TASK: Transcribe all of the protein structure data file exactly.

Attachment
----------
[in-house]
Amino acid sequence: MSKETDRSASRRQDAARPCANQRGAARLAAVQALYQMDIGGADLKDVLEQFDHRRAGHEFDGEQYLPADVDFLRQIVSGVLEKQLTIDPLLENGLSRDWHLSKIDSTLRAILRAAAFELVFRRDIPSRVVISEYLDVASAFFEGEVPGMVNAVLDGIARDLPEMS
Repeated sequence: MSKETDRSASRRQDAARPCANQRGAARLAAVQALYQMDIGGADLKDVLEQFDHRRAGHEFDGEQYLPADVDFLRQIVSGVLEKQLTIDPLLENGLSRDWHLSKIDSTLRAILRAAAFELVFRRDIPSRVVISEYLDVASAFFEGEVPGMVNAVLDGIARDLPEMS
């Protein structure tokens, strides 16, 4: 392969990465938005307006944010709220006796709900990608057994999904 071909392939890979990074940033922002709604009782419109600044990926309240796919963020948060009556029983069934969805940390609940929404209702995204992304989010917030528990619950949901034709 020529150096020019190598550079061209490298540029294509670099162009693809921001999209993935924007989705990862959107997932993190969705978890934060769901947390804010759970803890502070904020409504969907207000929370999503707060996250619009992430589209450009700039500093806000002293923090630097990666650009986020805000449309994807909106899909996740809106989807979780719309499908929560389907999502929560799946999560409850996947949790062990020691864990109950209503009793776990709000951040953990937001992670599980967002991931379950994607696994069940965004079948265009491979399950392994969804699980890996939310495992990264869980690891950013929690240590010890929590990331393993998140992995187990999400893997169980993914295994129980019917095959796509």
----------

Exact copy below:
[in-house]
Amino acid sequence: MSKETDRSASRRQDAARPCANQRGAARLAAVQALYQMDIGGADLKDVLEQFDHRRAGHEFDGEQYLPADVDFLRQIVSGVLEKQLTIDPLLENGLSRDWHLSKIDSTLRAILRAAAFELVFRRDIPSRVVISEYLDVASAFFEGEVPGMVNAVLDGIARDLPEMS
Repeated sequence: MSKETDRSASRRQDAARPCANQRGAARLAAVQALYQMDIGGADLKDVLEQFDHRRAGHEFDGEQYLPADVDFLRQIVSGVLEKQLTIDPLLENGLSRDWHLSKIDSTLRAILRAAAFELVFRRDIPSRVVISEYLDVASAFFEGEVPGMVNAVLDGIARDLPEMS
């Protein structure tokens, strides 16, 4: 392969990465938005307006944010709220006796709900990608057994999904 071909392939890979990074940033922002709604009782419109600044990926309240796919963020948060009556029983069934969805940390609940929404209702995204992304989010917030528990619950949901034709 020529150096020019190598550079061209490298540029294509670099162009693809921001999209993935924007989705990862959107997932993190969705978890934060769901947390804010759970803890502070904020409504969907207000929370999503707060996250619009992430589209450009700039500093806000002293923090630097990666650009986020805000449309994807909106899909996740809106989807979780719309499908929560389907999502929560799946999560409850996947949790062990020691864990109950209503009793776990709000951040953990937001992670599980967002991931379950994607696994069940965004079948265009491979399950392994969804699980890996939310495992990264869980690891950013929690240590010890929590990331393993998140992995187990999400893997169980993914295994129980019917095959796509």